FP: The Cochrane Review authors examined the studies included in the report for any adverse events that were reported during the studies. They found that the studies that did include this information did not report any adverse events that could be attributed to the use of Colgate Total in the study. There is ample scientific evidence supporting the safety and efficacy of Colgate Total – more than 80 scientific studies published in peer-reviewed journals and involving 19,000 people. Colgate’s own research spans 20 years and includes clinical studies completed as recently as 2012. Our research is shared with regulatory agencies in Europe, the United States, Australia and Canada. All have conducted their own independent reviews of triclosan, and in every case, they have affirmed the safety of triclosan in toothpaste.
In the US, the FDA required Colgate to submit a New Drug Application (NDA). This is the same process the FDA uses to approve prescription medications. The FDA’s NDA approval requires ongoing safety vigilance. Since 1997, safety has been continuously monitored by a global pharmaco-vigilance system for adverse events, and we provide annual safety updates. FDA Deputy Director Dr. Sandy Kweder in December reiterated the agency’s support for the safety and efficacy of Colgate Total toothpaste.
DIQ: The Cochrane Review distinguished between findings based on “moderate-quality evidence” and “high-quality evidence.” Were any of these distinctions important in your view, or possibly create a belief that stronger testing is needed in some areas?
FP: One of the strengths of the Cochrane Review process is the assessment of the evidence from a quality perspective. A number of factors go into determining this level for each study evaluated. These distinctions are important. And, as with any research, more is always better. This is why Colgate has continued to study the effects of Colgate Total on a wide variety of oral diseases. Recently, studies demonstrated Colgate Total can reduce the levels of oral bacteria on soft tissue surfaces in the mouth, and that Colgate Total as effective in reversing early gingival inflammation around dental implants.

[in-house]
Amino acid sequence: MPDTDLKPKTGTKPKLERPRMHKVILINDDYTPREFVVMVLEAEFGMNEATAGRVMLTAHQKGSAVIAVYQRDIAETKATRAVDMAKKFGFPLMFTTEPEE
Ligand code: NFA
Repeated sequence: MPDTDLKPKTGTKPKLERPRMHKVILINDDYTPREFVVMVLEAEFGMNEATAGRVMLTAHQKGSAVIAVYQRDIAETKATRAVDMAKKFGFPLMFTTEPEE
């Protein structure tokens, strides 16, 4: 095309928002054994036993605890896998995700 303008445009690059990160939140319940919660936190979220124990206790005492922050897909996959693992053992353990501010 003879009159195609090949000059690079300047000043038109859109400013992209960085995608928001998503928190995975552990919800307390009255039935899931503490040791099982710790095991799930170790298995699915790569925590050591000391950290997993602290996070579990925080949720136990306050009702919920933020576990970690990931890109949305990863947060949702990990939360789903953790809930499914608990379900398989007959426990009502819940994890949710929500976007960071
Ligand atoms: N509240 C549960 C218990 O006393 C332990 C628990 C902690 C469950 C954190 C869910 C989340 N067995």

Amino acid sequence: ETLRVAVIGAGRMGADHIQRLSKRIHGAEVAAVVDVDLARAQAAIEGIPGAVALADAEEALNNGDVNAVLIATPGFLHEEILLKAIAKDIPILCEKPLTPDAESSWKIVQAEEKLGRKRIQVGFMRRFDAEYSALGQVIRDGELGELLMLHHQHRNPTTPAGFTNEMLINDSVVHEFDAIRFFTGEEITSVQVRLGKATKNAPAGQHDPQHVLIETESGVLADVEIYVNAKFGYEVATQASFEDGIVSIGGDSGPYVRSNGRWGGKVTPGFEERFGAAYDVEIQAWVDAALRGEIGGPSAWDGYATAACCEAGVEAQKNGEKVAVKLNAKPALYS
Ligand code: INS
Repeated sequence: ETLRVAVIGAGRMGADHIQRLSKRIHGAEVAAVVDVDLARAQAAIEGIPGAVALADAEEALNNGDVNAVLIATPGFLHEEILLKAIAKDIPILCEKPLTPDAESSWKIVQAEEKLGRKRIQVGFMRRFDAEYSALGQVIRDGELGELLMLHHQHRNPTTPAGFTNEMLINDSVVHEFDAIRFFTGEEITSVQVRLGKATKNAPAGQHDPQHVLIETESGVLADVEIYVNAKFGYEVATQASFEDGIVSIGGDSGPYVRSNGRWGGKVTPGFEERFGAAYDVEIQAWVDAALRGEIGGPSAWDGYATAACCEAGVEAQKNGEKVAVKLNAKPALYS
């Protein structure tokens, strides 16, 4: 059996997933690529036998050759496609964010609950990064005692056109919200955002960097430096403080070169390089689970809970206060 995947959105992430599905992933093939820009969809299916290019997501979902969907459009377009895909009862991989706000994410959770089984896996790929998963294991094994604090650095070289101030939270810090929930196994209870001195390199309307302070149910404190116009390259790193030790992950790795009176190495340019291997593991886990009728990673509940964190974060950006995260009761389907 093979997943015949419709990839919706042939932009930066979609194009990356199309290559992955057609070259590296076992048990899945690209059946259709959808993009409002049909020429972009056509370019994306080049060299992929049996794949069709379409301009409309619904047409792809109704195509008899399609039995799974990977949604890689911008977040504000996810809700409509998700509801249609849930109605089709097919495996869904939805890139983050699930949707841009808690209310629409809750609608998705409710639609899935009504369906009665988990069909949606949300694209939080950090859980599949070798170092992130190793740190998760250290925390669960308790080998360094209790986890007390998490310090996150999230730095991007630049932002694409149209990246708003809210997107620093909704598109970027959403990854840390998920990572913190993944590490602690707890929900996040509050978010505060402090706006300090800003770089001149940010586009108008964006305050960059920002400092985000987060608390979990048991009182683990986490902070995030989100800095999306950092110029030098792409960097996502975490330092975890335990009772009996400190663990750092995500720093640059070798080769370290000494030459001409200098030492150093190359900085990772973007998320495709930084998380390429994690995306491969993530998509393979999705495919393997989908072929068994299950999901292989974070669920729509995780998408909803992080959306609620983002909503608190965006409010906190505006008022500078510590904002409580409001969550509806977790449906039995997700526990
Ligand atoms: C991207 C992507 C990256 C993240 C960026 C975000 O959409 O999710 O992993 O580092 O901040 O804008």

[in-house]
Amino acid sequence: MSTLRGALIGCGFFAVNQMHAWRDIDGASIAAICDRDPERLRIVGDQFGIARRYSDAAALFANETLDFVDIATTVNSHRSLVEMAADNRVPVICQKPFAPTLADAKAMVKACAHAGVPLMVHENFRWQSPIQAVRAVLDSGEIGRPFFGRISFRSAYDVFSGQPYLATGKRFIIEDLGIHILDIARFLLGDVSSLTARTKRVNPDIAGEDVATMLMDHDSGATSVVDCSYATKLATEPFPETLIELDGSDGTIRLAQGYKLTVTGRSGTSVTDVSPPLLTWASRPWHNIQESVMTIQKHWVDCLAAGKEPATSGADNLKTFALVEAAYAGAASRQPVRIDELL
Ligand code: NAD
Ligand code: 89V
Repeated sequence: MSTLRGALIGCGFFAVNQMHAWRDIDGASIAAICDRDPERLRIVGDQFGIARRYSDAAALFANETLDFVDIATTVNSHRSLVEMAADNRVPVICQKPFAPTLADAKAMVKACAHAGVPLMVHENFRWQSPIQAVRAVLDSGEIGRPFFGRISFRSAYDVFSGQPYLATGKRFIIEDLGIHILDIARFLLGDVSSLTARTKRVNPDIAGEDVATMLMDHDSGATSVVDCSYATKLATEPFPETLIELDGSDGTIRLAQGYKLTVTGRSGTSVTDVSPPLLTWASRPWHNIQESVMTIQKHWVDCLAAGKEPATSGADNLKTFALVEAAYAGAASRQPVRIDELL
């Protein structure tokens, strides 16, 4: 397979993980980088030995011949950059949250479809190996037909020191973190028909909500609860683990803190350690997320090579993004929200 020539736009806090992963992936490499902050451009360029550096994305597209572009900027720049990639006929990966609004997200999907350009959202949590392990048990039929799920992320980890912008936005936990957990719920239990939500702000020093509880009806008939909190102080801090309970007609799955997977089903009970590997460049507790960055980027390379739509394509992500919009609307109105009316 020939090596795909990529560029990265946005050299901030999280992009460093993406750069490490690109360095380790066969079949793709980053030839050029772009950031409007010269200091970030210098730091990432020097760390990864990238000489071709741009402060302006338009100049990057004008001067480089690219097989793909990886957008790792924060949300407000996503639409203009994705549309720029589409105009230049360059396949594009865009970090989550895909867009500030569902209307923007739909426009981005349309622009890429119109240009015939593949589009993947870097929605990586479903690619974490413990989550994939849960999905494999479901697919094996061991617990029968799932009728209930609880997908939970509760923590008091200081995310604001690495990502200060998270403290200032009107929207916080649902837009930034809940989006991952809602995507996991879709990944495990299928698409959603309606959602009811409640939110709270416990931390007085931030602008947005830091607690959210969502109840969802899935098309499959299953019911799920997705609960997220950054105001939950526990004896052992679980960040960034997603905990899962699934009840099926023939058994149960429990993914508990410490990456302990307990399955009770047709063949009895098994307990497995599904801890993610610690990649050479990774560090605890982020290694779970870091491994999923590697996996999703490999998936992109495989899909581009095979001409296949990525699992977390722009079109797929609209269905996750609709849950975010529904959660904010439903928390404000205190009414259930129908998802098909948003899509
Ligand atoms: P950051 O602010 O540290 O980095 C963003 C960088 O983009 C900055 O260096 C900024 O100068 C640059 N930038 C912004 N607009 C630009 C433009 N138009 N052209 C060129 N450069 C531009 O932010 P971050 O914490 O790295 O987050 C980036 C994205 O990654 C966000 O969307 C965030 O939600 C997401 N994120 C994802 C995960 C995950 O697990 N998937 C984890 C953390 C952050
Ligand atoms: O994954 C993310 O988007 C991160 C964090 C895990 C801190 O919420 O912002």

DIQ: In February, Colgate held a press conference at the Chicago Dental Society Midwinter Meeting to alert the dental world to the Cochrane findings. What has the response been from the dental and greater health-care community?
FP: We’ve actually received an abundant amount of positive feedback and support from the dental community, particularly from members of the media, and both dental and hygiene key thought leaders throughout the industry. The findings were no surprise to anyone who really knows this field, but it's been very beneficial to have this information confirmed by the high-profile Cochrane Collaboration. A lot of dental professionals were already aware of the benefits of triclosan, but now that we are able to present clinical findings from such a prestigious review, the industry seems to rest assured that this information is not clouded in any way; free of any other intentions other than facts based on scientific research. I think they are more confident in reporting this data knowing that it is not based on marketing or “manufacturer claims.”
DIQ: As a final thought, is there anything you’d like dental professionals and the general public to know about Colgate’s commitment to the safety and effectiveness of its products?
FP: By delivering clinically proven protection against gum disease, Colgate Total provides an important and needed oral and public health benefit. Its safety and effectiveness is supported by more than 80 scientific studies. Colgate recognizes the importance of continuous scientific study and therefore conducts research, publishes papers and actively participates in expert symposia on an ongoing basis, closely investigating all new information. We remain confident that ongoing independent reviews will continue to add to the substantial body of research affirming the safety and effectiveness of triclosan in Colgate Total.